Gonzalo Garcia Andres | Secretary of State for the Economy and Business Support
He considers the pact to moderate wages and benefits "urgent", although companies are "tempted" to increase their margins
On the same day and at the same time that the inflation data for July and growth for the second quarter are made public – one for lime and one for sand – Economy number two Gonzalo García Andrés (Madrid, 1973) analyzes for this newspaper the impact of the price escalation. He opposes it to the strong rise in GDP and anticipates how he sees the evolution of Spain after the summer in the face of threats of energy cuts and slowdown.
–Prices are up almost 11%. There seems to be no let up...
-We already anticipated that in the summer months inflation would remain high. In July of last year there was a fall of eight tenths as a result of the measures that the Government began to adopt in June, which leads to a base effect that makes inflation rise. Because prices have dropped two tenths this month compared to the previous one, but they have dropped less than last year; therefore, year-on-year inflation has risen. It is also true that there are already some signs that point to a drop starting in the fall and to deepen in the final part of the year.
He talks about signs. Which are?
–On the one hand, that fuel prices have fallen and, on the other, the international prices of raw materials. In recent weeks we are seeing that these key raw materials are already falling, given that the origin of this episode of inflation is precisely this generalized increase in the prices of raw materials and the effect that this has had on the costs of companies, energy, construction materials, fertilizers that are used to produce food... We are already seeing a moderation in these prices at the international level that will naturally translate into a moderation in prices at the domestic level.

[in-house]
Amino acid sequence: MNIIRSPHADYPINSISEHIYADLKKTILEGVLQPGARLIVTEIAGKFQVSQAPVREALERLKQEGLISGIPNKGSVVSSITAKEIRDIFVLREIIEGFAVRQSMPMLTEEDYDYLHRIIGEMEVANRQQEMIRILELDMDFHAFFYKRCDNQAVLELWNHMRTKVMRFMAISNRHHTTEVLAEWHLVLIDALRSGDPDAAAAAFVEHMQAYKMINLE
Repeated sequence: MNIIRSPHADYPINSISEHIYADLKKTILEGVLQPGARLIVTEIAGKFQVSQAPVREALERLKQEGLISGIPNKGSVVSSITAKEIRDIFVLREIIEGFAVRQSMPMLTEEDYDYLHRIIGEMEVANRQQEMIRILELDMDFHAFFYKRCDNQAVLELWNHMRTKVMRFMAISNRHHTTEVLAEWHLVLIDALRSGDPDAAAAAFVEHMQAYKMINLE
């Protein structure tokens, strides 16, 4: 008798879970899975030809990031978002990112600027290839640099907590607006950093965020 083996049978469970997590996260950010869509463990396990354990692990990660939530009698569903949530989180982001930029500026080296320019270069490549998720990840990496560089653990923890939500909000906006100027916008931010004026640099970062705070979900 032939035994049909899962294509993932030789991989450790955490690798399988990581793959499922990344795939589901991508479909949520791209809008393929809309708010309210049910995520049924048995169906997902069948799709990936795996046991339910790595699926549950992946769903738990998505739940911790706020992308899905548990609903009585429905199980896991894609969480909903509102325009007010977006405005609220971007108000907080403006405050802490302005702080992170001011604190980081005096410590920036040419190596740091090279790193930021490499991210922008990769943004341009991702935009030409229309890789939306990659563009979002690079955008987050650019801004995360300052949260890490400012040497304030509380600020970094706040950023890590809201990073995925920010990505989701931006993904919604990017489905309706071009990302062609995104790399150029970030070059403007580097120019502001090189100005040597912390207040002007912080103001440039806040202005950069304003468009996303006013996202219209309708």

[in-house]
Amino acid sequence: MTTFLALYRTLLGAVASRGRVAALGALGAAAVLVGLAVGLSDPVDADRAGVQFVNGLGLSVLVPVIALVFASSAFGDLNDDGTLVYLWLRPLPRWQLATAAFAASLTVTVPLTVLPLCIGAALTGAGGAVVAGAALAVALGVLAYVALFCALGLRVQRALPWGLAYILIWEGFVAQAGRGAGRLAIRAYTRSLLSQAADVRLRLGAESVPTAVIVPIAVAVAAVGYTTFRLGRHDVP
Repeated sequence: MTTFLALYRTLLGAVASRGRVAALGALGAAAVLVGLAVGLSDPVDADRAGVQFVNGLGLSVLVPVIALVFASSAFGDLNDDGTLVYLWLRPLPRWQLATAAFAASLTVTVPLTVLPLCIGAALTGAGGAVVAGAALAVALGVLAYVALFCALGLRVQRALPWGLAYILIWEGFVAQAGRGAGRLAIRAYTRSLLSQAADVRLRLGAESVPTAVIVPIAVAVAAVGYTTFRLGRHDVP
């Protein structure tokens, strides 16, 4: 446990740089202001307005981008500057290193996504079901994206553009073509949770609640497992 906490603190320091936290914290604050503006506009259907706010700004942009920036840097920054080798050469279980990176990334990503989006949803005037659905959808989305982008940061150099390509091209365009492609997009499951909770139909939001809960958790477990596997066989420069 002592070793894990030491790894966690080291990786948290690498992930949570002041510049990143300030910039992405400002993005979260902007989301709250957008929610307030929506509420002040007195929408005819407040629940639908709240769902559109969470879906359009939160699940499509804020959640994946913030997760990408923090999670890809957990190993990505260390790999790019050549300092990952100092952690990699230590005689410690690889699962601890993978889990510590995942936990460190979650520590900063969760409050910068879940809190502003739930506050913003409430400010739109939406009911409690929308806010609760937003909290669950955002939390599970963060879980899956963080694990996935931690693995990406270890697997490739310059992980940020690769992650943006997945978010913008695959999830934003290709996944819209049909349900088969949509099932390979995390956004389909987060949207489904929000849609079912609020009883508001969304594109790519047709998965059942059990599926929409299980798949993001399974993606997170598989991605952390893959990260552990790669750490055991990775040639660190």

–How long can Spain hold out with these runaway prices?
–The resilience and solidity of the economy is evidenced by the data we have seen this week, both on the evolution of GDP and employment. We are in a solid position to deal with this problem of inflation, which is the main one we have. For this reason, we must have confidence in the records that show that the business fabric is solid, solvent, hiring is taking place, investment is being made and, furthermore, families have jobs, salaries and stability. Above all so that we can face the coming quarters, which are complex. And that, furthermore, we are seeing from the forecasts of all the international organizations that it is going to mean lower growth and higher inflation for longer than we had anticipated. But Spain is in a strong position to deal with it.
– Quarters of crisis? Is that what we are facing?
–We have endured some much worse situation, such as the pandemic. And we have seen that if the appropriate measures are taken, we have been able to emerge faster, in a more balanced manner and, above all, with a more sustainable pattern, fairer and more focused on employment and the recovery of salary income. Inflation is a very difficult challenge, but we have the conditions, both due to economic policy and the responsibility of social agents, to be able to overcome this episode as well.